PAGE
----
January 30, 2014 marked 50,000 days since the invention of the telephone.
Did anyone notice this noble birthday? Not really. But it's a significant milestone, one that deserves a bit of reflection.
What would the world be like if the telephone had never been invented?
For one thing, there would be no smartphones, perhaps no texting or even the Web. The whole notion of communicating with people down the street and around the world might not even exist in our minds.
Of course, part of this conversation is based on a simple twist of wording. If I told you the phone was 136 years, 10 months and 21 days old, you would most likely yawn. 50,000 days sounds so much more notable.
Hear my voice.
Alexander Graham Bell and Thomas Watson achieved the first telephonic transmission of the human voice on March 10, 1876. For people like me whose livelihood relies on telecommunications technologies, we are grateful that Alexander Graham Bell discovered how to make “voice” dance on electrons over vast distances, at the speed of light.
To this day, the average human being has no idea how this works. When your iPhone rings and the caller is in a small town 850 miles away, do you have any idea how his voice travels through thin air - nearly instantly - to where you are?
Most people agree that Bell's invention ranks among the most important human innovations. So you might be surprised to learn that it wasn't an instant hit.
Interesting, but why would I need it?
As remarkable as it may seem, Bell’s invention was at first perceived as a circus side-show novelty.
In the first years after their invention, Bell and Watson collaborated on East Coast road shows to demonstrate their talking telegraph invention. Bell traveled to town halls packed with enthusiastic people who wanted to see and hear this miraculous new technology. Of course, no one actually had a telephone yet, so they had to set up the connections for each demonstration.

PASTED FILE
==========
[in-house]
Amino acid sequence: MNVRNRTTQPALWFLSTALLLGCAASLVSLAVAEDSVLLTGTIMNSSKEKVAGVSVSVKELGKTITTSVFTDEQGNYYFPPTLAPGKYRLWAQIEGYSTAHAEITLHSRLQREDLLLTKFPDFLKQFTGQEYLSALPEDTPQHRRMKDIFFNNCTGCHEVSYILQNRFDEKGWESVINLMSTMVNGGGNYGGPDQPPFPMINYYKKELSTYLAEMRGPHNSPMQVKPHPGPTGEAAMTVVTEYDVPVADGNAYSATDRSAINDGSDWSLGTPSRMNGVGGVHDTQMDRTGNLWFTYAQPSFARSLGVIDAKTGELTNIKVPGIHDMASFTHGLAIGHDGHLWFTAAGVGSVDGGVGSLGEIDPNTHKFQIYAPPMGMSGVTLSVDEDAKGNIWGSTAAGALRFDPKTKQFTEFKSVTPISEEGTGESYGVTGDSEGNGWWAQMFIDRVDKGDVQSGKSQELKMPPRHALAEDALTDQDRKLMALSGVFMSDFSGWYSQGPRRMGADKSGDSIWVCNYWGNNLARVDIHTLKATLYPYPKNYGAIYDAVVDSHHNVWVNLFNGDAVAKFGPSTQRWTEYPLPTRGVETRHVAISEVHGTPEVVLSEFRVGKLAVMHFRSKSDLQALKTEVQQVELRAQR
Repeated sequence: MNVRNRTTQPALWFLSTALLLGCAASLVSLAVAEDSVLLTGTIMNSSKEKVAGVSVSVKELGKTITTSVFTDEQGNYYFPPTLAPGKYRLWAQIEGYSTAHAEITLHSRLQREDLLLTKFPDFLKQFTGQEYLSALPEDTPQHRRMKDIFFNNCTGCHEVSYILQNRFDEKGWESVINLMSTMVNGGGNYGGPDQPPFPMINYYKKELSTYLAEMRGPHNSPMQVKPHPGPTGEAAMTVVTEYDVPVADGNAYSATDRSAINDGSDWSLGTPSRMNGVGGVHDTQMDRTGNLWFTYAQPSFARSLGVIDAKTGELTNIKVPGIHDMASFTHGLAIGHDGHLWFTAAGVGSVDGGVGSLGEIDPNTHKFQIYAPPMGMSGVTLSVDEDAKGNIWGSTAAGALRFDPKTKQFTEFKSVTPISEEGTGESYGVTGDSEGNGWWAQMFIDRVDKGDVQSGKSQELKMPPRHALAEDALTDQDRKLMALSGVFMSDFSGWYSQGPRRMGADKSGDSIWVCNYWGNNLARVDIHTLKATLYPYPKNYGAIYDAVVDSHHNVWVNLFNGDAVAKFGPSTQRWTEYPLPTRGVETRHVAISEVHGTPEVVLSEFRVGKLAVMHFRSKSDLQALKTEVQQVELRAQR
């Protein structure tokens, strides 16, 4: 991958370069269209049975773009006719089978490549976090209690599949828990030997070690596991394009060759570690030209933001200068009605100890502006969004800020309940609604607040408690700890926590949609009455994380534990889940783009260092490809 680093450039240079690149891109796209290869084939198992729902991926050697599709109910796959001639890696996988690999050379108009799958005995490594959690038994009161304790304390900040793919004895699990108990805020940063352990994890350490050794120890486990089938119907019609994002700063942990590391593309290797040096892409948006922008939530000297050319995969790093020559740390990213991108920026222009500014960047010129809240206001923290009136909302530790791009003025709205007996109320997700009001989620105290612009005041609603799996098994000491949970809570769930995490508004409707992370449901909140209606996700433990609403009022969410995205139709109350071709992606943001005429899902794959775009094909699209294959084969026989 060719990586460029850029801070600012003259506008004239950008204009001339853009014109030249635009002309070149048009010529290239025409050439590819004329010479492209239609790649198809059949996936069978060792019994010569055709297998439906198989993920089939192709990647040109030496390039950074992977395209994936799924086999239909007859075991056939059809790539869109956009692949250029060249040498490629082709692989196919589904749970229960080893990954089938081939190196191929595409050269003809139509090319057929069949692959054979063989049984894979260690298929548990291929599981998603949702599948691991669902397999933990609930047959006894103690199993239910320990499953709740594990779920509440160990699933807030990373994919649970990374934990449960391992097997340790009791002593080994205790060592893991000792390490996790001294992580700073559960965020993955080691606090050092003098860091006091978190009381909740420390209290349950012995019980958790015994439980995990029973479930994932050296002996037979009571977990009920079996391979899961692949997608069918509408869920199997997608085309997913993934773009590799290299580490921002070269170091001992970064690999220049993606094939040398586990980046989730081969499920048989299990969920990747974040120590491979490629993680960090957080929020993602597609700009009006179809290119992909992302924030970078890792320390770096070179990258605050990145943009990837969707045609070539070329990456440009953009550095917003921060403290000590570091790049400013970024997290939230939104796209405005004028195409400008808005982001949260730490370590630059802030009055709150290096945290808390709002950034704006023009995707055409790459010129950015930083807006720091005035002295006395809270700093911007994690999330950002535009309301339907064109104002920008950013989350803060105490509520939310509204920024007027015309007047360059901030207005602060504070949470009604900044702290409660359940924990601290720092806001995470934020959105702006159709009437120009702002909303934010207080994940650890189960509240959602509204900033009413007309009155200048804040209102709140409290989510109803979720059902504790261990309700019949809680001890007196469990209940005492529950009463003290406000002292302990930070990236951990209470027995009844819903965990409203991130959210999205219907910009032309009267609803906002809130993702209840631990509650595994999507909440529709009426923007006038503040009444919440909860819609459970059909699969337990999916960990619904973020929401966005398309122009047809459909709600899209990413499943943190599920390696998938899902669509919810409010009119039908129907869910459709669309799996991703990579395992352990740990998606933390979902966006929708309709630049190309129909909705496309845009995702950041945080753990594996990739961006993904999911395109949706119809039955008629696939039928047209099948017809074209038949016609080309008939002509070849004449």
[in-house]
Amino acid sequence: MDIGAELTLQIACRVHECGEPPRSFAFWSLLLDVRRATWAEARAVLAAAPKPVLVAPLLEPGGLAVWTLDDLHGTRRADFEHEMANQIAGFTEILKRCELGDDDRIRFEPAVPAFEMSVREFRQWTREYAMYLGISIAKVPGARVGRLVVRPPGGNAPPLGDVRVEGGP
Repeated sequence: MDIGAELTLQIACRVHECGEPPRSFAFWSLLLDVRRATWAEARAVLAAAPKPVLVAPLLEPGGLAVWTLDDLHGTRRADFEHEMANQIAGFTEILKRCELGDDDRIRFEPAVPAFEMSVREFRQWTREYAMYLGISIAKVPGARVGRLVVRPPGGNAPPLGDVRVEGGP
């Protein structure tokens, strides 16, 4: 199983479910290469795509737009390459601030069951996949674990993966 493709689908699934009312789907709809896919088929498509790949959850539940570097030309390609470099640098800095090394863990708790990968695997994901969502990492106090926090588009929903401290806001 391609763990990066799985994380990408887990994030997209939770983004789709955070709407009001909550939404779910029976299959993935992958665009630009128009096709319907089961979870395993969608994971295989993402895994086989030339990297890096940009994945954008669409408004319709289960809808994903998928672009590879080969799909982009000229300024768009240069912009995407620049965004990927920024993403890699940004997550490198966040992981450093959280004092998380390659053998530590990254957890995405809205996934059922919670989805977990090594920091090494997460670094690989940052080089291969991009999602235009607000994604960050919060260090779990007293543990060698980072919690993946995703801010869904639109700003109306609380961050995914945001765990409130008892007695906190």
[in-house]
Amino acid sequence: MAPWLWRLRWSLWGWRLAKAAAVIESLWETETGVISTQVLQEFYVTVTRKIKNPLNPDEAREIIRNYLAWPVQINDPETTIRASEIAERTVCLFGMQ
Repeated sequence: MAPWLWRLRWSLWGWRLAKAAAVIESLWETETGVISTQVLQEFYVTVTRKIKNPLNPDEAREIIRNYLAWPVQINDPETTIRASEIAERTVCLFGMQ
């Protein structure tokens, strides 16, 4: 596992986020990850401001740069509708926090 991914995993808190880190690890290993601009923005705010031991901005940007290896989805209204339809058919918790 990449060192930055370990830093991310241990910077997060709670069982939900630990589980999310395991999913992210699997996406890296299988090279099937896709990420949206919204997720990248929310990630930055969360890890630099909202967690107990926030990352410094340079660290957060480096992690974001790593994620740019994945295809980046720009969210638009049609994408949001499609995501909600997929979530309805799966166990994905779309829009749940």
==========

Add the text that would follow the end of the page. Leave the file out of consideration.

Bell’s demonstrations relied on Western Union telegraph lines and Watson’s ability to project his voice sufficiently while repeatedly singing “Hold the Fort” and other little ditties to mesmerize audiences miles away.
- Bell’s telephone patent application was filed on Valentine’s Day 1876. Elisha Gray (his name doesn't ring a bell, does it?) filed for a patent of his telephone invention a few hours after Bell.
- Bell proposed that the telephone should be answered, “Ahoy”, proving that inventors often don't have a clue how the public will actually use their inventions.
- Before the telephone was invented, people communicated by smoke signals, letters, pigeons, pony express, floating bottles and lanterns.
- Today, according to World Bank statistics, there are 95 phones for every 100 humans on the earth, and that’s just counting mobile phones.
Stay tuned... in 2149 on Christmas Eve, the telephone will be 100,000 days old. Perhaps we will be able to phone other planets - or civilizations - by then.